Blogging From A to Z April Challenge


If we say we advocate for all people with Down syndrome is that really true? How do we choose which topics to advocate for?

Do we choose topics that affect the most people? Topics that are important to all people with ID/D? Topics that are important to the people in our group?  Our friends? Or just what is important to us?

White privilege doesn't mean your life hasn't been hard. It means that your skin color isn't one of the things making it harder.

When we take on advocacy work, it’s easy to say that we’re doing it to benefit “all.” However, it’s been my experience, as a person who has lived in privileged and underprivileged spaces, much of the work that is done to benefit “all” people with Down syndrome really focuses on one perspective – white, middle to upper middle class. 

It’s easy to conclude that the perspective comes from within advocacy circles. I’ve had many conversations about race and Down syndrome advocacy that end in a perpetual circle. Race isn’t considered because people of color don’t attend meetings and participate in traditional advocacy groups as much. And people of color don’t attend meetings and participate in traditional advocacy efforts as much because they don’t feel that their perspective is considered.

What about people from lower socioeconomic situations? When you’re struggling to put food on the table and keep a roof over your head it’s difficult to spend time worrying about being able to save more than $2000. If you count on day programs that keep your child safe so that you can work at a minimum wage job, you’ll be hard pressed to advocate for destroying “sheltered workshops” without having an immediate replacement. If you’re a victim of sexual or physical assault yourself, it’s only natural that you would think twice about how much time your nonverbal child spends at the mercy of others. Unfortunately, we can’t all create businesses for our children so that they have fulfilling jobs that match their interests and skill level.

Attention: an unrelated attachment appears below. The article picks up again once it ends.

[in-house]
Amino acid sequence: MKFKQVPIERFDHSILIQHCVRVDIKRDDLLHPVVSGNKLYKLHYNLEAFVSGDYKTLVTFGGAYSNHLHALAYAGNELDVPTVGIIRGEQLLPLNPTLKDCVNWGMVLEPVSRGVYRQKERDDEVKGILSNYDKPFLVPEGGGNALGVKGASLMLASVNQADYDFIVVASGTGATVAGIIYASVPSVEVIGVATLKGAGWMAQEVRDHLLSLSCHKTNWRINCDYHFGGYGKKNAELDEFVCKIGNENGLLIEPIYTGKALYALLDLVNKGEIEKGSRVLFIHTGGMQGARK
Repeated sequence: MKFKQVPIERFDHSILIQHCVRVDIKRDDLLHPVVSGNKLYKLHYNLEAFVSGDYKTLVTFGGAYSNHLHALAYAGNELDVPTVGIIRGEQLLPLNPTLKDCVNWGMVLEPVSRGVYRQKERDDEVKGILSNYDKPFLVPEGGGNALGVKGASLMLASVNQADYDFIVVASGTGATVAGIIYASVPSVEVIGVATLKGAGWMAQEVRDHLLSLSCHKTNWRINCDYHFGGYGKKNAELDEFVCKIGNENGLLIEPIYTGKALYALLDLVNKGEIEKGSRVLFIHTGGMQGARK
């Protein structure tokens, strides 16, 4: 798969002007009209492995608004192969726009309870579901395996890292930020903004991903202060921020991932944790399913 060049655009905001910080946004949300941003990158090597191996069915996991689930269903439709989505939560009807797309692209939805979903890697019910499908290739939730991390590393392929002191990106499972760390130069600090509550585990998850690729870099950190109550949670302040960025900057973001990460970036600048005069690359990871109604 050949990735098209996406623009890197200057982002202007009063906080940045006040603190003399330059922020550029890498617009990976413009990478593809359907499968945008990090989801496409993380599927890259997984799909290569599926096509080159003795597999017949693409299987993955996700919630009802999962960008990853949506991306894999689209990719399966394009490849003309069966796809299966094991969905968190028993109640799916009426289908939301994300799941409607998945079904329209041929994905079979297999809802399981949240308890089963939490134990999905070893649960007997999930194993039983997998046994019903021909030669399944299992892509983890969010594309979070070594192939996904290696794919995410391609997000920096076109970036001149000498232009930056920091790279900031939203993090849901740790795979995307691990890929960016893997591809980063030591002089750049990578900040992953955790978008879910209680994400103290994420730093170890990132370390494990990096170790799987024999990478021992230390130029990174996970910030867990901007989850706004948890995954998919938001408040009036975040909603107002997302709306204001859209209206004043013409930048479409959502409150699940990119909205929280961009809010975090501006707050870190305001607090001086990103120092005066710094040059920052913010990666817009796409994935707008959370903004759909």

And if your only insurance is Medicaid you can’t afford to get your child (young or adult) the medical care that we advocate for. Medicaid does not cover adult dental visits that research shows are vital to good health. And we can’t choose doctors who are specialists in the health of adults with Down syndrome.

“Compared with other populations, adults, adolescents, and children with MR [mental retardation (sic)] experience poorer health and more difficulty in finding, getting to, and paying for appropriate health care. These challenges are even more daunting for people with MR from minority communities ” – Report of the Surgeon General’s Conference on Health Disparities and Mental Retardation (sic), 2002.

A recent news story puts the health care disparities in a different light.

Tommy Myers
Photo from Myers family via WFLA8

Four years after Tommy died the dentist who killed him is still seeing patients. Two theories make this case really scary; a) Did the doctor use so much anesthetic because she was afraid to perform the work Tommy needed? Did she not value Tommy’s life enough to make sure she used the right dose? and b) Has the dentist not been punished because Tommy’s life doesn’t count to the officials in charge of making her pay for her crimes?

“Ongoing invisibility, marginalization, and devaluation of people with IDD can negatively influence clinical encounters by convincing both patients and clinicians that it is acceptable for persons with IDD to receive second-tier health care.”- Slashcheva, et. al, 2016 Would People with Intellectual and Developmental Disabilities Benefit from Being Designated “Underserved”?

Finally, why is it that there has not been national outrage at the health disparities within the Down syndrome community?

Racial disparities in the Down syndrome community

Dr. Harpold LuMind

So, I beg you, the next time you or someone you know says that they are a Ds advocate, or they advocate for all people with Down syndrome, consider those less fortunate.  Consider those of color who need a better doctor.  Consider the majority of people with Ds who live in group homes with underpaid workers and frequent turnover or spend their days in sheltered environments because of a lack of alternatives.  Think about Tommy who died because he went to a dentist and Ethan who died on a movie theater floor – and the professionals who were supposed to serve them.

Let’s all be advocates for those who can’t advocate for themselves.




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